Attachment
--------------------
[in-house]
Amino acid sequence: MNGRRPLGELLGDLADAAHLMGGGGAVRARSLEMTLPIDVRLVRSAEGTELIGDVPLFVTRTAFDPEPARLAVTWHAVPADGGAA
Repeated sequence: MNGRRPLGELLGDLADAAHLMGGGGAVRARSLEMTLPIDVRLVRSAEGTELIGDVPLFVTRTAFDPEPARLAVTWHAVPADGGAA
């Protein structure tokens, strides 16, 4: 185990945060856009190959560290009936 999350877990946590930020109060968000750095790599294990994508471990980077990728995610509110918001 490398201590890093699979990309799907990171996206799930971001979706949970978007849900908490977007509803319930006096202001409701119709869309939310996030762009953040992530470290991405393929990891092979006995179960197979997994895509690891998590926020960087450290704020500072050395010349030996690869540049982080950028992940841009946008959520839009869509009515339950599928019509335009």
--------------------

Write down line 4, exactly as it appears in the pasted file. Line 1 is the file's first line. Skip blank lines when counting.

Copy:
């Protein structure tokens, strides 16, 4: 185990945060856009190959560290009936 999350877990946590930020109060968000750095790599294990994508471990980077990728995610509110918001 490398201590890093699979990309799907990171996206799930971001979706949970978007849900908490977007509803319930006096202001409701119709869309939310996030762009953040992530470290991405393929990891092979006995179960197979997994895509690891998590926020960087450290704020500072050395010349030996690869540049982080950028992940841009946008959520839009869509009515339950599928019509335009």